xxxxxThe “architect” of the Canal, Ferdinand de Lesseps, gained international fame and deservedly so, but, as we shall see, his attempt to build the Panama Canal in Central America, begun in 1881 (Vc), ended in failure and personal disgrace.

xxxxxIncidentally, in 1886 illuminated buoys enabled ships to use the canal at night provided they used portable generators to power a searchlight at the bow and smaller lights along the sides and stern. The first ship to do so was the P & O’s Carthage. ……

xxxxx…… Contrary to popular belief, the opera Aida was not commissioned to celebrate the opening of the Suez Canal, nor that of the Cairo Opera House in the same year. Verdi had been asked to compose a work for the occasion, but said that he did not write “occasional pieces”. ……

xxxxx…… In Nov 1899 a monumental statue of Ferdinand de Lesseps was erected at the entrance to the Canal (illustrated). It was demolished by President Gamal Nasser of Egypt when he seized the canal in 1956.


The Union Pacific and

Central Pacific Railroads


xxxxxAfter many years of discussion and planning the year 1869 saw the completion of another feat of engineering, comparable in size to the building of the Suez Canal. In May of that year two railroad companies, the Union Pacific working from the east, and the Central Pacific, working from the west, joined up their lines at Promontory Summit, Utah.  Work on the track was begun in 1863, but construction problems (especially in the west), together with bad weather and Indian troubles, delayed completion. The building of this transcontinental railroad, 3,500 miles in length, was a major event in the history of the United States. It opened up the West to white settlement on a large scale and it provided the resources needed to bring economic progress to this vast area.

xxxxxThe year 1869 also saw the completion of another feat of engineering, comparable in size to the building of the Suez Canal. In May of that year the railroad of the Union Pacific, extending westward from Omaha, Nebraska, reached Promontory Summit in Utah and connected up with the line of the Central Pacific, working eastward from Sacramento in California. The United States was now joined by 3,500 miles of transcontinental railroad stretching from the Atlantic to the Pacific.

xxxxxThe idea of such a railway had been suggested and discussed as far back as the 1830s, and had been given impetus by the Californian Gold Rush of 1848 (Va). It was not until 1853, however, that Congress initiated a feasibility study. There followed years of debate over the best route such a railroad should take, but eventually in 1862 President Lincoln signed the Pacific Railroad Act authorising two railroad companies, the Union Pacific and the Central Pacific, to build a railway across the entire continent. The companies were provided with the necessary public land, and given loans for each mile of track they laid.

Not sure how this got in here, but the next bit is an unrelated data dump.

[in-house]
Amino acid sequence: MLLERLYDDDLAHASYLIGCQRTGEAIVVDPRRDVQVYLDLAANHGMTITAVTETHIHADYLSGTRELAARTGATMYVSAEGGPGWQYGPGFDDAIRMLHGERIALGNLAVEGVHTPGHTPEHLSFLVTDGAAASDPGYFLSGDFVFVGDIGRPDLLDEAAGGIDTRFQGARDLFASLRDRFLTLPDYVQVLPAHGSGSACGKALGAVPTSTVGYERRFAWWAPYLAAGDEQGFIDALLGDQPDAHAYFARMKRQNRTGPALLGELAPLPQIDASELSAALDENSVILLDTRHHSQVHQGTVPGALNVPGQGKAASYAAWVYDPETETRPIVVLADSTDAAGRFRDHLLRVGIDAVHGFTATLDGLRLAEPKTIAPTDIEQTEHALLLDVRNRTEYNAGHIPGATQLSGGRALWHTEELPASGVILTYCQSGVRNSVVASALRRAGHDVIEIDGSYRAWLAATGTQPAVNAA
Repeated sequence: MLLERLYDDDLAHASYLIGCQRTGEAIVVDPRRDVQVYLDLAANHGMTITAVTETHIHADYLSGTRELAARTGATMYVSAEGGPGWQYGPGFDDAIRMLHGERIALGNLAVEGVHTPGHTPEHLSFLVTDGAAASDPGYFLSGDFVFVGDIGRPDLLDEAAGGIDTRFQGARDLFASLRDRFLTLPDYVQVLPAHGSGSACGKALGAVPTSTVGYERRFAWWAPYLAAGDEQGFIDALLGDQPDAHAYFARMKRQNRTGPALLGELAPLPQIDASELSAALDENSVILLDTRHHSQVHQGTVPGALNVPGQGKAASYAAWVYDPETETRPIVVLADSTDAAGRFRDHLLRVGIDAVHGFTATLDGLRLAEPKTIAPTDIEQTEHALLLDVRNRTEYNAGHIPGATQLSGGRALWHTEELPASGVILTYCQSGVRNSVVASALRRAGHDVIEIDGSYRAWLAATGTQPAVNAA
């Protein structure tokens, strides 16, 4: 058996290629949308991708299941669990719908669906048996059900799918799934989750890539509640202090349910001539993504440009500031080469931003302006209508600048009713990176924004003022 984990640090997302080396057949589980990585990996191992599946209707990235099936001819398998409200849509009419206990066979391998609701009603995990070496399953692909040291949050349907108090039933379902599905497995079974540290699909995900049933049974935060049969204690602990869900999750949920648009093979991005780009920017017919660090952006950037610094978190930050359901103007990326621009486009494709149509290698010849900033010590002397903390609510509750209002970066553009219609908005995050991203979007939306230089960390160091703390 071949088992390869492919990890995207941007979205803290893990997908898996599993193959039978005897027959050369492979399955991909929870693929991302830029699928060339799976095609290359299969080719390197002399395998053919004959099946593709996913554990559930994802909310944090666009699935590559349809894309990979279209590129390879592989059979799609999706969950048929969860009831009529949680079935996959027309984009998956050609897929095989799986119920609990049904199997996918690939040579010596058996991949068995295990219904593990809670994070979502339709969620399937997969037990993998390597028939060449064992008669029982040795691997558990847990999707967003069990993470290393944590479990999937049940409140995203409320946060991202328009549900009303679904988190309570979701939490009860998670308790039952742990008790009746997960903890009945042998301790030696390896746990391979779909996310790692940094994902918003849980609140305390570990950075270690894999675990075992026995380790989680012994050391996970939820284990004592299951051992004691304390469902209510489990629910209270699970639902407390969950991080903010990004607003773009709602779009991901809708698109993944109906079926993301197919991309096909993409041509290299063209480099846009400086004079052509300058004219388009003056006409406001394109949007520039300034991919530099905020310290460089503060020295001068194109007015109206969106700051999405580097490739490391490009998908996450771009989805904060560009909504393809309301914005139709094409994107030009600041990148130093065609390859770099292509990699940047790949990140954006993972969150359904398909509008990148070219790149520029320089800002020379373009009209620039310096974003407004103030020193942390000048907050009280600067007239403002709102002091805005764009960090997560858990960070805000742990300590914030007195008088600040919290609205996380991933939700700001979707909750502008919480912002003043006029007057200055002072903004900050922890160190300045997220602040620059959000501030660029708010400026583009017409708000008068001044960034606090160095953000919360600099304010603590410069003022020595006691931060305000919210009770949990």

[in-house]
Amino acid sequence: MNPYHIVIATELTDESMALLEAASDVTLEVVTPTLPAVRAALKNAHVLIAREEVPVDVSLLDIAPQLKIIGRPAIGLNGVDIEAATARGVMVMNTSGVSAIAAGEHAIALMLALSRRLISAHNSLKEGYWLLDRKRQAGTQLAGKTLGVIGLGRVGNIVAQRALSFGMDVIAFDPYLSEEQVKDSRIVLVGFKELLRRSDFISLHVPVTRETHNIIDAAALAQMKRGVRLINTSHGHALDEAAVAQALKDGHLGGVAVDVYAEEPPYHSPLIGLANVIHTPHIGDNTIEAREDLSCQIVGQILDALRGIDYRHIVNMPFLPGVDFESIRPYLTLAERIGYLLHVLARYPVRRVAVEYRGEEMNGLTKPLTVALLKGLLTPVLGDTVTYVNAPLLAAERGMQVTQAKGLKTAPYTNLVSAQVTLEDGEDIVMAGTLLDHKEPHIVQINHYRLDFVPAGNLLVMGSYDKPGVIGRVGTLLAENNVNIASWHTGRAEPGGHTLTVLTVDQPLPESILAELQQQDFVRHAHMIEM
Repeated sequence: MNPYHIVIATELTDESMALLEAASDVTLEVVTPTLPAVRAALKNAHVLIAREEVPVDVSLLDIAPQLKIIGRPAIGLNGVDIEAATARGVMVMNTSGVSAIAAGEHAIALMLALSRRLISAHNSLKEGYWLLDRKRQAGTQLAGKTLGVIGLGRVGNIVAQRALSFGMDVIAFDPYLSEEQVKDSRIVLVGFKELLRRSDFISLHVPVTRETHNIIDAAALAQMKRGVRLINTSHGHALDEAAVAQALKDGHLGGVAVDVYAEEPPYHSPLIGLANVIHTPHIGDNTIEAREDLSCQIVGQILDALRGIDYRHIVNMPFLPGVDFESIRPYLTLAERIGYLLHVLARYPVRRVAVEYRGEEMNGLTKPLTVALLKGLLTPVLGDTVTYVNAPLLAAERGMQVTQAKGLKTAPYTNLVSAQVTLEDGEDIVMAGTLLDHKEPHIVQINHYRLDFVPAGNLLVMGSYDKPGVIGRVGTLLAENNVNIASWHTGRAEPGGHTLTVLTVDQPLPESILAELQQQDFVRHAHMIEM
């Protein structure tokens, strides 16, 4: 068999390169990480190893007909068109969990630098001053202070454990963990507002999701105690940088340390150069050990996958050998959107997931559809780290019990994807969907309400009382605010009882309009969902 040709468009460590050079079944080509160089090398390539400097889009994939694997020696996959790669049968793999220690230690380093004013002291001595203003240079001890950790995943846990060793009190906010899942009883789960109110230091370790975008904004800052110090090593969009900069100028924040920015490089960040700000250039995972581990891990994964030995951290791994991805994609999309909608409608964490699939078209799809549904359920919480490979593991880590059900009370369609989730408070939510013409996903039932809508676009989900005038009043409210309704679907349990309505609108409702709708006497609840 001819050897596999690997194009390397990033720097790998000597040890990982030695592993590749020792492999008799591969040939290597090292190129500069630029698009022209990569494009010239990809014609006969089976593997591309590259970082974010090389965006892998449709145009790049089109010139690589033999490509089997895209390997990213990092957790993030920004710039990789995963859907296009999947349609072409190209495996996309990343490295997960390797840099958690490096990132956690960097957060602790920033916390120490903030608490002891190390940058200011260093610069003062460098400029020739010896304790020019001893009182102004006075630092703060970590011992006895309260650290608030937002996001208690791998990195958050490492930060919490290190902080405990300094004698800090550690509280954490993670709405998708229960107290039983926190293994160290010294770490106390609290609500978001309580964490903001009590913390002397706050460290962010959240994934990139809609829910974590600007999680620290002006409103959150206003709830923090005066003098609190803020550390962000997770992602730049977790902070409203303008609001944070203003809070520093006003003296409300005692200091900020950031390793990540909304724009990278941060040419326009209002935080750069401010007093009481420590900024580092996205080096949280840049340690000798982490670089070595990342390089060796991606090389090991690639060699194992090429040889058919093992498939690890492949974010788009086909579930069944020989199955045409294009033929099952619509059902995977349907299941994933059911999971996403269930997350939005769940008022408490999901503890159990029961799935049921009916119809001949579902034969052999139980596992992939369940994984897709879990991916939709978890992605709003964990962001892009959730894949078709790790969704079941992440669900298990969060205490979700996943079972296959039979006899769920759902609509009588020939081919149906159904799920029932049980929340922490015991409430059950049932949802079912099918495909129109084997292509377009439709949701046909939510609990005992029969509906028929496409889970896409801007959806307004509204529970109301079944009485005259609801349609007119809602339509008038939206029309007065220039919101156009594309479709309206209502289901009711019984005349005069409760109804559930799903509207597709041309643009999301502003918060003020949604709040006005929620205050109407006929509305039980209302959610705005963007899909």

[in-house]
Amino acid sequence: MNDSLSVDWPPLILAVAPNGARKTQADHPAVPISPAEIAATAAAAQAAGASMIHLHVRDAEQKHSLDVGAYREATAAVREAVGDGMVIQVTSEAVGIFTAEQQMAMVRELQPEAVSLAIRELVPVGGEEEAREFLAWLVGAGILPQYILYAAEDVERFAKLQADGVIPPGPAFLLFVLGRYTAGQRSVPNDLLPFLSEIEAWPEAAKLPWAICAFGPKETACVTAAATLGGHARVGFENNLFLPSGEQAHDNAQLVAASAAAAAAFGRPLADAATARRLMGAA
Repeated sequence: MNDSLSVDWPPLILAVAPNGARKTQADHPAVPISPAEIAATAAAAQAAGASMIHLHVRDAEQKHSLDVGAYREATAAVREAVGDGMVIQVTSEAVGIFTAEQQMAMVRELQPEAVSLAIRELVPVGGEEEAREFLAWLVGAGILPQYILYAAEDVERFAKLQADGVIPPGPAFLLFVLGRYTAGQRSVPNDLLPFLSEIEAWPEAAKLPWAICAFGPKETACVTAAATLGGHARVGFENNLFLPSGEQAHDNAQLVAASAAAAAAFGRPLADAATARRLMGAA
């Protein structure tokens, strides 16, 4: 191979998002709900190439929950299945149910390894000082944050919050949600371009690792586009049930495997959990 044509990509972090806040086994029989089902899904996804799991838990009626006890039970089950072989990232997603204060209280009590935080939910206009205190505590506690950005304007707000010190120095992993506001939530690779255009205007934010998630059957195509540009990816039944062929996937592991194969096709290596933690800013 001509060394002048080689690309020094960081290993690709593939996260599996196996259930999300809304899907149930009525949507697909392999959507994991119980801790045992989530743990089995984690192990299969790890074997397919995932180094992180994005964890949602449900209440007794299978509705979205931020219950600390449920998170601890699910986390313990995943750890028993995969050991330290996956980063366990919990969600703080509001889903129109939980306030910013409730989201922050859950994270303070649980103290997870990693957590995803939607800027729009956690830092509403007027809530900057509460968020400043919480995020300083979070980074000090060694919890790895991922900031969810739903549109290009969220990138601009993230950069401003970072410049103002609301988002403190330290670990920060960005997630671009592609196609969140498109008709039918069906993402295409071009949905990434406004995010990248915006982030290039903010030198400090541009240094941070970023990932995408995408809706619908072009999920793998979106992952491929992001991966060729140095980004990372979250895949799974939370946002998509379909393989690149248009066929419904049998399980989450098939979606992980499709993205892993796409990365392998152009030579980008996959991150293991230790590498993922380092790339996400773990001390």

xxxxxWork on both sections of the track began in 1863, but by then the American Civil War was under way and progress was hampered by a shortage of funds. It was not until 1866, with the war over, that construction began in earnest. In the east the labour force was mainly made up of Irish immigrants and the route was across the Great Plains. In the west the going was much more difficult. A path had to be cut through the rugged Sierra Nevada Mountains, a dangerous and arduous undertaking which was finally accomplished by the manual efforts of some 27,000 Chinese immigrants (known as “coolies”). Serious construction problems, together with adverse weather conditions and Indian troubles, brought delays, but the link up was eventually made.

xxxxxThe completion of this transcontinental railway, a triumph of engineering, was one of the most important events in the history of the United States. A notable achievement of Abraham Lincoln, it helped to bind the Union together following the divisions created by the American Civil War. And it provided, too, the means by which the American West could be more quickly opened to the white settler, and the whole area given the resources needed for economic development. An eight-day journey from coast to coast replaced the ardours and dangers of the wagon train and the long, tedious journey by sea.

xxxxxIncidentally, the linking up of the two sections of railroad in May 1869 was ceremoniously marked by “the driving of the golden spike”, a pointed bar, engraved on all four sides to record the occasion, which was hammered home to join the two railway lines together. This event is commemorated today by an attractive plaque at the Golden Spike National Historical Site at Promontory. ……


xxxxx…… The term “coolie”, the name often given to an unskilled Chinese labourer, may have come from the Chinese word kuli which, originating from the Indo-Aryan language, meant “a show of great strength”. True or false, the Chinese immigrants certainly played a vital part in the building of the western section of the railroad.